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Call of Juarez: Gunslinger Preview: Putting The Horse Before The Cartel

The ornery first-person shooter returns to its roots.

Let's not talk about The Cartel, eh? Let's wipe it from our minds, like a storm cloud on a summer's day or a drunken tumble down a very long flight of stairs. Instead, let's mosey over to Gunslinger. I say mosey, of course, because I'm a useless cretin, and because the latest Call of Juarez game takes the series back to the Old West where it belongs. Varmint.

It also takes it to download services, with a streamlined campaign that drops you into the dusty shoes of a grizzled and ancient bounty hunter. He's been all over the wild plains, by the looks of it, and the game's central conceit sees him washed up and doddery in a bar, telling his life story to a bunch of whores and vagabonds. (Maybe he's in Sittingbourne?)

Luckily, you only play the good bits, leaping into his memories whenever he mentions a famous - and pleasantly copyright free - hero from the golden days of fightin' and fumin'. Cameos will include the likes of Butch Cassidy and Billy the Kid, and you'll either be going after their hides in the name of frontier justice or blasting away at marshals alongside them in the name of slightly more complex frontier justice. Either way, frontier justice will prevail, which is good news for everyone.

Billy the Kid's the first mission, as it turns out: Pat Garret's got him holed up in a farm house, and you're busting in to liberate him with the help of some hot lead. You've also got a decent bullet-time move, too, thankfully, which highlights enemies in red for just long enough to bring back horrible memories of Dead Island.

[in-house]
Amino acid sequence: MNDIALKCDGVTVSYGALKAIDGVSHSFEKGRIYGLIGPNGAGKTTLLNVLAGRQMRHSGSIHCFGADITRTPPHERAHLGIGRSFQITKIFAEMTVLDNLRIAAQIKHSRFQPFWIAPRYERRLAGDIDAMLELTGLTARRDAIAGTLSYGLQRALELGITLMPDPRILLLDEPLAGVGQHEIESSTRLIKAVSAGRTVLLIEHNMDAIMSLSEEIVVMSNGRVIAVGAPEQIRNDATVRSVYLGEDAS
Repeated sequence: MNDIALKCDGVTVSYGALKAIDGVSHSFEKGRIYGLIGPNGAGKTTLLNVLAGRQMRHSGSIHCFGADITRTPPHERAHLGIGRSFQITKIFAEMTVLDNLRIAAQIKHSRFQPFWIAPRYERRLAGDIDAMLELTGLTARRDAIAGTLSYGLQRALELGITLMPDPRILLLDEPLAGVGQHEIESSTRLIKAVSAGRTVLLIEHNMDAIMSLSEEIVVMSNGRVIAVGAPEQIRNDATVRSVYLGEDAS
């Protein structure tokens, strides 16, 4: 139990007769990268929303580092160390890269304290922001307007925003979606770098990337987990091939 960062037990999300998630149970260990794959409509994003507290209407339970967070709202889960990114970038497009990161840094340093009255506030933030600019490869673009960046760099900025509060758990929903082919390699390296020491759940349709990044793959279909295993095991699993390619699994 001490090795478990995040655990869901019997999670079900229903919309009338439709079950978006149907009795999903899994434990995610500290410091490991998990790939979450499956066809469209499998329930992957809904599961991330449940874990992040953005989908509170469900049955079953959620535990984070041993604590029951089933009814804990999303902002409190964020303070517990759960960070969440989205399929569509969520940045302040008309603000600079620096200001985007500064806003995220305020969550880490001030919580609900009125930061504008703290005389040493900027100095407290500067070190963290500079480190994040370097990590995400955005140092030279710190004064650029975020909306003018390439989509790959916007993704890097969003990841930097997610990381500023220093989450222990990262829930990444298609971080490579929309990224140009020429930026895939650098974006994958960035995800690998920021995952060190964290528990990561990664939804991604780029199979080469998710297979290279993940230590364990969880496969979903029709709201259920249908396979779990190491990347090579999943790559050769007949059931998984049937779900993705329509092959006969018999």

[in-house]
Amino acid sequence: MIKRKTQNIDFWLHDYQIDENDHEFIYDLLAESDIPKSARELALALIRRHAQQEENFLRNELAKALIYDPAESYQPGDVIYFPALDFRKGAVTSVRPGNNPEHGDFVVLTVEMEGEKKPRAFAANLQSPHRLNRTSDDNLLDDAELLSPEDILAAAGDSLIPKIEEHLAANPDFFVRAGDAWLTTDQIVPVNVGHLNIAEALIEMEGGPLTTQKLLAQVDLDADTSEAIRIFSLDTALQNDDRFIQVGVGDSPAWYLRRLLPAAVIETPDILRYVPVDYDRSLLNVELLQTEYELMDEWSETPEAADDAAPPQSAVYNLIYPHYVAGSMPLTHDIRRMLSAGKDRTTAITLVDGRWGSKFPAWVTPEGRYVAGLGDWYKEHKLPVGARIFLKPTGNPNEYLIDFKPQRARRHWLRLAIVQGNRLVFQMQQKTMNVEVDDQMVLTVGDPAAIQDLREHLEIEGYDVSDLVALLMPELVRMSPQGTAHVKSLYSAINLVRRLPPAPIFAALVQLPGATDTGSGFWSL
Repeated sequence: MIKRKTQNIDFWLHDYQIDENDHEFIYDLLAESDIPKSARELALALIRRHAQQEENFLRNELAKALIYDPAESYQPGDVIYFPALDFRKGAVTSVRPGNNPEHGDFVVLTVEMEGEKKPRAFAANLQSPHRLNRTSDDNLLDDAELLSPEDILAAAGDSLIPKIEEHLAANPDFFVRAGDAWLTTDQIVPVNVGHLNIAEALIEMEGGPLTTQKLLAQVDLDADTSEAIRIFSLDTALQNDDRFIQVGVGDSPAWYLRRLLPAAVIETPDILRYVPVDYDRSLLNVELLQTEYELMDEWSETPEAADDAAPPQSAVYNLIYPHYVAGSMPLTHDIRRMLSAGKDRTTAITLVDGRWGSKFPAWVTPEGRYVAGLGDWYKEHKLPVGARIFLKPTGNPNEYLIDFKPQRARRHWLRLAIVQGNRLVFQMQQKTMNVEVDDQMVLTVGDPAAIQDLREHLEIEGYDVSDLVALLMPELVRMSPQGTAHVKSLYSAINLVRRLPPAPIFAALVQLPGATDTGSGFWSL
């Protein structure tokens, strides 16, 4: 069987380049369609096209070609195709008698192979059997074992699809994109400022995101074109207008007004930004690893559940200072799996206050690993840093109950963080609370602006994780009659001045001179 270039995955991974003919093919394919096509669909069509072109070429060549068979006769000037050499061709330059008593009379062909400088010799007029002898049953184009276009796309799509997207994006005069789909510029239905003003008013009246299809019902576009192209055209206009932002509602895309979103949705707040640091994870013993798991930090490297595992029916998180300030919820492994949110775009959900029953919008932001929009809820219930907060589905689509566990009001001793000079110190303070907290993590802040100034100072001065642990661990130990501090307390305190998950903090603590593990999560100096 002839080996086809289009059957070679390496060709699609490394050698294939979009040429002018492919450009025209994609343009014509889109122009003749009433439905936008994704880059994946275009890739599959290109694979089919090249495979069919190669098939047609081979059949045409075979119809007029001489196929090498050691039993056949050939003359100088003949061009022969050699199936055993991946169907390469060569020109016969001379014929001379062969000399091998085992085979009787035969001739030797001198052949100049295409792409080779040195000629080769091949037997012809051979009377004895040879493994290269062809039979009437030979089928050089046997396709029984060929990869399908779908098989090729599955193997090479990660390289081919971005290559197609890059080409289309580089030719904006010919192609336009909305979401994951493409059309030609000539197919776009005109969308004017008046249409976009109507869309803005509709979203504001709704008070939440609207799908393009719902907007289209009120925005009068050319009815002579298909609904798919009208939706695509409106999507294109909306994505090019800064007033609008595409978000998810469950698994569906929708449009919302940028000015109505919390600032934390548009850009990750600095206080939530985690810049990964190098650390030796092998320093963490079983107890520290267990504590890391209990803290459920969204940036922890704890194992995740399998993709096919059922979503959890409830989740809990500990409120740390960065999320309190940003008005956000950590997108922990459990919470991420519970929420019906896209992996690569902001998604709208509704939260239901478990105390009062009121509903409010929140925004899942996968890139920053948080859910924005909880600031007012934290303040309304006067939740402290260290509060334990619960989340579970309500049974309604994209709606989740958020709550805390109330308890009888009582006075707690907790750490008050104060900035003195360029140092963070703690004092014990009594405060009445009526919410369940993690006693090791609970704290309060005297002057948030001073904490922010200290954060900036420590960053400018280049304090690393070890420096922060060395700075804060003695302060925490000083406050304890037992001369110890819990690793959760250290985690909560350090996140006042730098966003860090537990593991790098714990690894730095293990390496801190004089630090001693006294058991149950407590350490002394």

Push those memories aside! The guns are loud and raucous, the skybox is huge, and the colours are vivid. A barn and a water tower make for a pretty good shooting gallery to wander around, and the game's score-based focus sees you earning bursts of points for each kill, and getting multipliers if you can blow someone's head off or plug them in the back.

You'll level up as you play, picking between a series of skill trees that boost your melee, dual-wielding, sharpshooting and special abilities, and there's also a handy little last-chance twist thrown in called Sense of Death, which gives you the option to dodge a terminal bullet if you move real quick.

A range of environments are promised. Don't expect an ice world and a lava world, though.

It's hard to get much of an insight into the pacing from the first mission alone, but it certainly moves along briskly enough, letting you sneak up on baddies and club them for the first few encounters, before things get a little more hectic and you end up cornered in house with Billy, taking enemies out from a high window. Billy's dressed like Liberace, incidentally.

The whole thing's noisy and messy and pleasantly rough around the edges: the voice acting ranges from not bad - the narrator - to absolutely hilarious - everybody else - and the Old West schtick is layered on as thick as you like. You'll collect cards that fill you in on the histories behind the famous names you meet, for example (did you know that Billy the Kid had a thing for Liberace?), while elsewhere somebody used the word "passel" in conversation and at one point I even saw a tumbleweed roll past.

Call of Juarez is looking comfortable back in the past, in other words, and this should be a breezy knockabout blaster. Will that be enough to forgive everyone for The Cartel? Maybe. Just maybe.

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Call of Juarez: Gunslinger

PS3, Xbox 360, PC, Nintendo Switch

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Christian Donlan avatar

Christian Donlan

Features Editor

Christian Donlan is a features editor for Eurogamer. He is the author of The Unmapped Mind, published as The Inward Empire in the US.